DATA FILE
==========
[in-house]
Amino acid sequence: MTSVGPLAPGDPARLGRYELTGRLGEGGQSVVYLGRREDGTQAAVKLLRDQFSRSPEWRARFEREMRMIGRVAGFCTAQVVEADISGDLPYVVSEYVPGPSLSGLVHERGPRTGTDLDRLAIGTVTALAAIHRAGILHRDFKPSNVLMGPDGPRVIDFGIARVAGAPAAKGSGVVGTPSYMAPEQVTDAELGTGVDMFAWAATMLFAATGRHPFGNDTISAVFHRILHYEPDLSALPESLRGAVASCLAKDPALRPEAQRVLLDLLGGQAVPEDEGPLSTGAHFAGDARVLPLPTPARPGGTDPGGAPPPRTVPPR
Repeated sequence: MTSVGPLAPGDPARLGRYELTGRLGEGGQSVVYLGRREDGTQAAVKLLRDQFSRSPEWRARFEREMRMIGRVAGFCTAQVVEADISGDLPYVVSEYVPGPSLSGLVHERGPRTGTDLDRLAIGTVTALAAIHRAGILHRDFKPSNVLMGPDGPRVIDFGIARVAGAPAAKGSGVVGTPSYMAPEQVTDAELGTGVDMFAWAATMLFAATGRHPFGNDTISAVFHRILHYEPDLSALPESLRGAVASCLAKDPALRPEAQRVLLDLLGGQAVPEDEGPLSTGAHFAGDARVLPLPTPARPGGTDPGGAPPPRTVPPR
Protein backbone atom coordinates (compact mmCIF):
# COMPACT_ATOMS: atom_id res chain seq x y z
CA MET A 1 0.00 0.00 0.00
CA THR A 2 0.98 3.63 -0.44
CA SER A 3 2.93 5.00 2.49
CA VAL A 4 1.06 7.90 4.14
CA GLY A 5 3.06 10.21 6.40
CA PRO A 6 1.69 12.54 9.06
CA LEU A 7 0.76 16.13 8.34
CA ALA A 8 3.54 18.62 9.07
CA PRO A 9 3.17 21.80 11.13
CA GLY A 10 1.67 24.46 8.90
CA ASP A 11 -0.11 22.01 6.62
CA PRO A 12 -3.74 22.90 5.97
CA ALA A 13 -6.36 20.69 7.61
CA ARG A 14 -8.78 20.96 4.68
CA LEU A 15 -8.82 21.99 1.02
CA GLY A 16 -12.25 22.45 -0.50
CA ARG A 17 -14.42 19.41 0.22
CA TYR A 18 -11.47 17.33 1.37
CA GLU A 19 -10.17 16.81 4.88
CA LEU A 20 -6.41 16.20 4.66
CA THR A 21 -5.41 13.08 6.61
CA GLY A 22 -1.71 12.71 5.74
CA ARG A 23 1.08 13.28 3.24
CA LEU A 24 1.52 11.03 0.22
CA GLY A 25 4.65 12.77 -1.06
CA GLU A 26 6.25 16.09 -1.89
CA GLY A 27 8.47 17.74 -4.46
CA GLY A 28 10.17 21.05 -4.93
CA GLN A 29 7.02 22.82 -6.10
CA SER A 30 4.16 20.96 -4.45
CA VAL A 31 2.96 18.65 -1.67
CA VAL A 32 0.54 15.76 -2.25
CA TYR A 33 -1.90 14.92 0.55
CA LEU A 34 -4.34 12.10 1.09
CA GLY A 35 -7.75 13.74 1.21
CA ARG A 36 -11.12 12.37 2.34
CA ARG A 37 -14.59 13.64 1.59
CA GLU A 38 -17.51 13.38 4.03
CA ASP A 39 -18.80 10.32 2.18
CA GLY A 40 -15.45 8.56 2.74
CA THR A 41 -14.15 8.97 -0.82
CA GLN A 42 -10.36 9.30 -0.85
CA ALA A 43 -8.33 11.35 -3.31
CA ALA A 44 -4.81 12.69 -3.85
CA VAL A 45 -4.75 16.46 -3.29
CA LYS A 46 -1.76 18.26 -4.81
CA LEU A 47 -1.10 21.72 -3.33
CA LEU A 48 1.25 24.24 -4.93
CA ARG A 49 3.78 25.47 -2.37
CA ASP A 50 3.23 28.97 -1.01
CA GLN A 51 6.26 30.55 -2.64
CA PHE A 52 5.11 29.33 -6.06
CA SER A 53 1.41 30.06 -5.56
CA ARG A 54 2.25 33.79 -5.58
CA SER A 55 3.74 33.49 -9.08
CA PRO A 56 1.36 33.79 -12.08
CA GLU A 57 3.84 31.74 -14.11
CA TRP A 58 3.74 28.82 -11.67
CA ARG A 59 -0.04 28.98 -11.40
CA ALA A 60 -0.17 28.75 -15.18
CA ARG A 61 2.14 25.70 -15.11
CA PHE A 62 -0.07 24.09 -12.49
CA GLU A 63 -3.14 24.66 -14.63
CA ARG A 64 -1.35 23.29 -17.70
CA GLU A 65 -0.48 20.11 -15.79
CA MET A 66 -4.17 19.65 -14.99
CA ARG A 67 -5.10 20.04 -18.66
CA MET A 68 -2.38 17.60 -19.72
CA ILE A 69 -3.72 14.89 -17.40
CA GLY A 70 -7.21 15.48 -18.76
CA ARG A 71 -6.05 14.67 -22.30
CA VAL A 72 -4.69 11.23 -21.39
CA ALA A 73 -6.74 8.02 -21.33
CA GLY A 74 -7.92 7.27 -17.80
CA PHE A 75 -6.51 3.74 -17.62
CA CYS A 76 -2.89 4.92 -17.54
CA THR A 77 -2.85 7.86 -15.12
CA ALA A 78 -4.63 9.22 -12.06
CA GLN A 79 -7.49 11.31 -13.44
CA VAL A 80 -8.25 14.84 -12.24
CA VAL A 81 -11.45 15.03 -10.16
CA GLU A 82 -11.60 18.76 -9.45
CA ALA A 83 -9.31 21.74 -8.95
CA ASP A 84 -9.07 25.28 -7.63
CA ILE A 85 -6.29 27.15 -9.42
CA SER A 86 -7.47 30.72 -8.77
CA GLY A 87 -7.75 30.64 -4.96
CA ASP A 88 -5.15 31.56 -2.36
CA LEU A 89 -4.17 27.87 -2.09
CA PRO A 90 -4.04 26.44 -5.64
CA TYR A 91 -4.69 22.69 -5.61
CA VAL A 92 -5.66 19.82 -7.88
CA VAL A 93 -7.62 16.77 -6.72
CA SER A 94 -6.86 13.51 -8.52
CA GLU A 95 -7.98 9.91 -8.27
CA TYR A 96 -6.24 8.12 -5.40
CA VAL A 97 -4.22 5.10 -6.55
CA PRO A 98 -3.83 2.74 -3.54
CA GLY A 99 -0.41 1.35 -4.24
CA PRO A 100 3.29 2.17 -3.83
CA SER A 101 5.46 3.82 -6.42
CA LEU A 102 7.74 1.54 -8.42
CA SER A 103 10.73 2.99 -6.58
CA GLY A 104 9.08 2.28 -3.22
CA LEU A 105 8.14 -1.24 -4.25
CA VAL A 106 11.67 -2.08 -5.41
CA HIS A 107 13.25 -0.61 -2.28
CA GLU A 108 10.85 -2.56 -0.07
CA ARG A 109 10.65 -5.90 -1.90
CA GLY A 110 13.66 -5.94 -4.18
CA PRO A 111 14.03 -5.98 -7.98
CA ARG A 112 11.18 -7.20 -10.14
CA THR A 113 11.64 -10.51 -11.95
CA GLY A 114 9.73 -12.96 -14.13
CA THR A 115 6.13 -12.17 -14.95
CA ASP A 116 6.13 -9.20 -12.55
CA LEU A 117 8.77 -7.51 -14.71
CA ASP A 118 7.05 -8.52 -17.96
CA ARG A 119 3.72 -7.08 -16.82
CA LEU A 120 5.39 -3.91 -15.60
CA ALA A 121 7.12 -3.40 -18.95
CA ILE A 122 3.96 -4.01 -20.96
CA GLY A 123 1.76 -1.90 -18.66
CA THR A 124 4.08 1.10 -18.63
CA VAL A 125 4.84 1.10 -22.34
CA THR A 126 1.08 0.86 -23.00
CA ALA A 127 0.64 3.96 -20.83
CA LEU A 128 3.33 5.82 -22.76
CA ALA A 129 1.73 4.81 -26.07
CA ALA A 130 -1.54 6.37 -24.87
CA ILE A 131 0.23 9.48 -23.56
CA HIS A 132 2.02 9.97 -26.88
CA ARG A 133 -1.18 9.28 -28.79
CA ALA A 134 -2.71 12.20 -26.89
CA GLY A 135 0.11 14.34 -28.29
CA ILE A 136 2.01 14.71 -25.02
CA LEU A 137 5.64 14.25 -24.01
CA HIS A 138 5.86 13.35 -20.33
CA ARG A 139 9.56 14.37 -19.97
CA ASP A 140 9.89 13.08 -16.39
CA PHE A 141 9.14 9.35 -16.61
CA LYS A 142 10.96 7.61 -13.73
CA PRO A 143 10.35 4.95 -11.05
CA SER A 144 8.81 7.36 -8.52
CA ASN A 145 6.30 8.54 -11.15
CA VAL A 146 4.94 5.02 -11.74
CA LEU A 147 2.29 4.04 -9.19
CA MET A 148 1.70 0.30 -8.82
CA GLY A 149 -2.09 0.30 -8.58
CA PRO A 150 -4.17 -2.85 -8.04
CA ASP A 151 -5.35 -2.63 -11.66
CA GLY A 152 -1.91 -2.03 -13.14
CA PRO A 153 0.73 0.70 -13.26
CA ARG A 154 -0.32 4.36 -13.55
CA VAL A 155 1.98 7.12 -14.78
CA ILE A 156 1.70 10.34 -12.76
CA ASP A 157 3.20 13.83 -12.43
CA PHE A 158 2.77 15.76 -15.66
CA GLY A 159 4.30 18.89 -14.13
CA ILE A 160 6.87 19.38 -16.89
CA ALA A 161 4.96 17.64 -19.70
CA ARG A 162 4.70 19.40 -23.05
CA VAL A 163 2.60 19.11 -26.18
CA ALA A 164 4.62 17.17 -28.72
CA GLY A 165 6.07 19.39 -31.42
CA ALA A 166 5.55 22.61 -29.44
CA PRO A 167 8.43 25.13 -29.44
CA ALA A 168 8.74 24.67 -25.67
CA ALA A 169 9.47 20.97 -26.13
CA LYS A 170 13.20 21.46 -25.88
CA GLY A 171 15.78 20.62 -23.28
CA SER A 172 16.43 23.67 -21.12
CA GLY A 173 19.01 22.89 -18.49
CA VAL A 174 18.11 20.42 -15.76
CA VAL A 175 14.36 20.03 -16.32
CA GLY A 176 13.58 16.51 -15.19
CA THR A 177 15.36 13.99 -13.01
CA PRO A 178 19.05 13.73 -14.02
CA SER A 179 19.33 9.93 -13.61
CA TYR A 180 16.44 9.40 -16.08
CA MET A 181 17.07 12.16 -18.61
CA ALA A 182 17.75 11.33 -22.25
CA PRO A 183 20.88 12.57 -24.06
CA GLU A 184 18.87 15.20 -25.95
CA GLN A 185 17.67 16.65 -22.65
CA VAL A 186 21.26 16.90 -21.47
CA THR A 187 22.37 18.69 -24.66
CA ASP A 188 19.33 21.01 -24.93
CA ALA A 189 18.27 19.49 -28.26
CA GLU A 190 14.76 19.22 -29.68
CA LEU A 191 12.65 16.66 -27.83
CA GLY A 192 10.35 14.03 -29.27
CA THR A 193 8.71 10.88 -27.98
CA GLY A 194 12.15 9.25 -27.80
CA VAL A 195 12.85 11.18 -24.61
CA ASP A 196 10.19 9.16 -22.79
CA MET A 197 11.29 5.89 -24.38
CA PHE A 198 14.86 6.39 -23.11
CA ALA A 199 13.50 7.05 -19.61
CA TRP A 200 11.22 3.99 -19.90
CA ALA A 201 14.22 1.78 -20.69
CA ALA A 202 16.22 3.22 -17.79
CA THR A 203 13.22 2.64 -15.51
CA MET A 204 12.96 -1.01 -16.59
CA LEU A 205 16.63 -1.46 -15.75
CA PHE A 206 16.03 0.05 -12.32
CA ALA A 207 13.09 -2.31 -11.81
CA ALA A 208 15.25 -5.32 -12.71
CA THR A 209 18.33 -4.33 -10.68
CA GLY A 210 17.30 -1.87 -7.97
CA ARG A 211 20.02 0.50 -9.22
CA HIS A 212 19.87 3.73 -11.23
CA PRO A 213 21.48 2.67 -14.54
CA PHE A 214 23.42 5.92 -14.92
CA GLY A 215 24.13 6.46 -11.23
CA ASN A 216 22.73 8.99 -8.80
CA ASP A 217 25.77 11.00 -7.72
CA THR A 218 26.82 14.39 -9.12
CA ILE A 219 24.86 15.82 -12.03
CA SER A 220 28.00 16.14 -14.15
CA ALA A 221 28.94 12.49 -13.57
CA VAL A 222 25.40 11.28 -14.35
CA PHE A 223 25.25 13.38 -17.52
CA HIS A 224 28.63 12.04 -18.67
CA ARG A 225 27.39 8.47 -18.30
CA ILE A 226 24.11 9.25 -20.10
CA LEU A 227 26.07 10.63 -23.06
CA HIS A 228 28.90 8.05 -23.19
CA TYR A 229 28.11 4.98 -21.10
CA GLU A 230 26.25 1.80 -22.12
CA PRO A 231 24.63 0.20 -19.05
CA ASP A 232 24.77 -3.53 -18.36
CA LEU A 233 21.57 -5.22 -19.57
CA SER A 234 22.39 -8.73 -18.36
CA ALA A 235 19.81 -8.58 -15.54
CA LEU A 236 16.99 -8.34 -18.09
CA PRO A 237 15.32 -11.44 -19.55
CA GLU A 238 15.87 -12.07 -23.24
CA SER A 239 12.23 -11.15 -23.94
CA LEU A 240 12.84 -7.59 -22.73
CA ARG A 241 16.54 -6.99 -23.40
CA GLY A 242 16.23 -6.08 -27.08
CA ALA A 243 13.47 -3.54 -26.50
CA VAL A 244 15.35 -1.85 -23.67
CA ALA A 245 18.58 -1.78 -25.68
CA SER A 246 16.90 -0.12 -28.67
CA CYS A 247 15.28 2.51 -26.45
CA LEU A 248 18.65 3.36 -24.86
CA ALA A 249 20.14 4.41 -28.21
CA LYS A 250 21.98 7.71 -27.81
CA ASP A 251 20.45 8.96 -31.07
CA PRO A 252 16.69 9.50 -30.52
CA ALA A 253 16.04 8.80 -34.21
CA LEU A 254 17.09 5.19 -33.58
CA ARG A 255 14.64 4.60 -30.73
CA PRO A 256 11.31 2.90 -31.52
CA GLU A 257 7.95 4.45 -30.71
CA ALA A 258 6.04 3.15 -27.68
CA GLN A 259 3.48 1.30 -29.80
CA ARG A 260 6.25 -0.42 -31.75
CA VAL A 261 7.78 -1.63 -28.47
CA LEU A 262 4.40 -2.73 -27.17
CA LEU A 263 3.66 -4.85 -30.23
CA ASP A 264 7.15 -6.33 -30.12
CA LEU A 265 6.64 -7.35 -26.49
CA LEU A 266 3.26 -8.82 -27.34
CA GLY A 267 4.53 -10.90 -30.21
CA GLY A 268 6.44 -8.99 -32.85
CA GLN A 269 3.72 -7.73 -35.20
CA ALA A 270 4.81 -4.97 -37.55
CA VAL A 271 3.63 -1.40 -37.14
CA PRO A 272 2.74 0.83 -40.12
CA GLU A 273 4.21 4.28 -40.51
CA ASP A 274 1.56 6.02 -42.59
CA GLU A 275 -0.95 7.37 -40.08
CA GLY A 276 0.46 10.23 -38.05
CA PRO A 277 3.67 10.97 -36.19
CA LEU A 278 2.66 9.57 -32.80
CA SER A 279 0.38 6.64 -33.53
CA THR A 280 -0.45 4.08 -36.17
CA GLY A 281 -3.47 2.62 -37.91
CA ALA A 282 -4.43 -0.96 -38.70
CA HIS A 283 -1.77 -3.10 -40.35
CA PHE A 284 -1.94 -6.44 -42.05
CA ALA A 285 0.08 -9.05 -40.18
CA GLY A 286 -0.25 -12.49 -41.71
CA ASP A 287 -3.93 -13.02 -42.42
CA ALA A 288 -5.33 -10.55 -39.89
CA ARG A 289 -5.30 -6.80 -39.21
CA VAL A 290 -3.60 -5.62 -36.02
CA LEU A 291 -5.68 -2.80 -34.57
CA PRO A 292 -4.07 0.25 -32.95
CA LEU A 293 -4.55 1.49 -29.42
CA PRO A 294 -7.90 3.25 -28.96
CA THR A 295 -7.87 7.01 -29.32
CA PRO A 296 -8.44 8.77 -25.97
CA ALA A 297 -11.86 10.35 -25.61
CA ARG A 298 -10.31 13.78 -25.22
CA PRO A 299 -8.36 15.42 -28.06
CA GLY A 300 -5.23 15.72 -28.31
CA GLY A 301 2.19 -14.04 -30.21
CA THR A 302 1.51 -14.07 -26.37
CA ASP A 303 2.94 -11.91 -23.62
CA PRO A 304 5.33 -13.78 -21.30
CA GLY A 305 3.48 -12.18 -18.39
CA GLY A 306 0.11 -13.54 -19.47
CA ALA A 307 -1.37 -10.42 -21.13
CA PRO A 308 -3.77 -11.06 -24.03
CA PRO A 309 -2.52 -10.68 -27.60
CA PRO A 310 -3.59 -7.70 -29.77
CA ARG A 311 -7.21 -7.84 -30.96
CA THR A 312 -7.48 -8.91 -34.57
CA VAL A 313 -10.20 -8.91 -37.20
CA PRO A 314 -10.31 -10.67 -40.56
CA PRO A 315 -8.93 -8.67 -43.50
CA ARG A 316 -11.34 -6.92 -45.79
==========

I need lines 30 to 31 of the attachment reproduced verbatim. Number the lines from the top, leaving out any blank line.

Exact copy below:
CA GLY A 25 4.65 12.77 -1.06
CA GLU A 26 6.25 16.09 -1.89